The last post I wrote was on the topic of Christmas-The birth of Jesus –Prophet ISA (Peace be upon him). It only seems befitting that today I would write about the Birth of my beloved Prophet Mohammed (Peace be upon him). It turns out that the celebration of the birth of this central figure of Islam is just as controversial as Jesus’. There are two camps on the topic of the celebration of the birth of the Prophet (PBUH). Group One vehemently opposes any such celebration or even the existence of such a celebration. They are also the same faction that opposes Christmas. The pretext being that there are only two festival allowed by the religion: the celebration of the two Eids. They further prove this by saying no such event ever took place during the life or after the death of the Prophet (PBUH). Group two is the group that supports the celebration of the birthday, presenting all sorts of references in support for this. Their prime argument is that the faith of the Believers of Islam is incomplete without the love of their beloved Prophet (PBUH).What is the extent of the love of the Prophet (PBUH)? As per them there is no such thing as the limit of that love because where that extent ends, begins the love of the Almighty. These groups are further sub-divided by their views on the levels of the Haram-ness on the topic of the celebration and about the levels of the extent through which you can celebrate this blessed day.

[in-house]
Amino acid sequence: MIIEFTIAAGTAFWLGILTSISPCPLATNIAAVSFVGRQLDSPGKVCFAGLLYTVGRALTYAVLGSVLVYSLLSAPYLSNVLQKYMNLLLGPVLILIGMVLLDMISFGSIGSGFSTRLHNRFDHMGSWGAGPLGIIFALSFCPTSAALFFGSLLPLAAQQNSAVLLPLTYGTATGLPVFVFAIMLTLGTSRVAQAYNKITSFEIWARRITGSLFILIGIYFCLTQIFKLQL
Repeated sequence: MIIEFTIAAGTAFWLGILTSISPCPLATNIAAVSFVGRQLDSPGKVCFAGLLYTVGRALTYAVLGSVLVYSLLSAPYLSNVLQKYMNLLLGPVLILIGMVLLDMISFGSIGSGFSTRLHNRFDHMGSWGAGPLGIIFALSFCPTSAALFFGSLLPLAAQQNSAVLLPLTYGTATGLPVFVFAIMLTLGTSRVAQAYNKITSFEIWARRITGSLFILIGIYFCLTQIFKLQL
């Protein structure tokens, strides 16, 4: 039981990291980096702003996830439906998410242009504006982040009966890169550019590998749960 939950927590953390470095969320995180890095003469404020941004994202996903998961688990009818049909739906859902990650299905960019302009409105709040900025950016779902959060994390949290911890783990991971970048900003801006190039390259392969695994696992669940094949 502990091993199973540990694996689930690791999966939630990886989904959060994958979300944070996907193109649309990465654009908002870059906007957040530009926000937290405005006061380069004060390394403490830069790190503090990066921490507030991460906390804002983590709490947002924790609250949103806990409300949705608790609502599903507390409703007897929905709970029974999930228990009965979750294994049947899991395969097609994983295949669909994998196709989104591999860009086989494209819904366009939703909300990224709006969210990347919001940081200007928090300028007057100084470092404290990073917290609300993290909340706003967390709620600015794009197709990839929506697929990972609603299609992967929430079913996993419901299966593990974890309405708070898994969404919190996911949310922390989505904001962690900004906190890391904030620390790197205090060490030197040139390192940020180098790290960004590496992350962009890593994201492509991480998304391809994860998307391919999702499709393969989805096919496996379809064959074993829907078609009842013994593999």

Now, like most things in my life I don’t belong to one camp over the other. I understand the debate prohibiting the celebration, but I also understand the reasons for celebration. I am most definitely wary of using Haram (prohibited)/Kuffar (disbelief)/Bidaa (innovation) to define the practice of celebration, just as much as I am against those who believe in the Mawlid (birthday) referring to the non-believers of Mawlid as infidels. I tend to hold a middle ground, and believe that excess of anything is generally a bad thing. But, anti-exorbitance is the framework through which I like to live my life. I am constantly questioning excessiveness and wastefulness of our material means. So, I do not support any extravagance in celebration whether be personal or religious. Now, having cleared that, I don’t think wishing a happy Mawlid un nabi, or promoting the recitation of Darud is wrong; nor do I necessarily support the idea of fancy Milaad gatherings. Milaad is a gathering where through poetry a person praises the Prophet (PBUH), him and expresses one’s love for him. Nothing wrong with poetry and nothing wrong with expressing your love for the Prophet (PBUH). I often enjoy Nasheeds and Naats myself. The problem comes when people go to extreme measures to arrange these gatherings; spending lots of money, using lots of lighting and flags to decorate the streets and calling anyone who doesn’t support the idea of Milaad as an infidel. Recently, I came across a video that showcased an extreme example of the celebration of the birth, which included dancing to a song that objectified women, and likened them to alcohol. Both objectification and intoxication are prohibited in Islam and seems like a contradictory way to celebrate the birth of the man whose Prophethood is the birth of Islam. This definitely is where I would draw the line on celebration.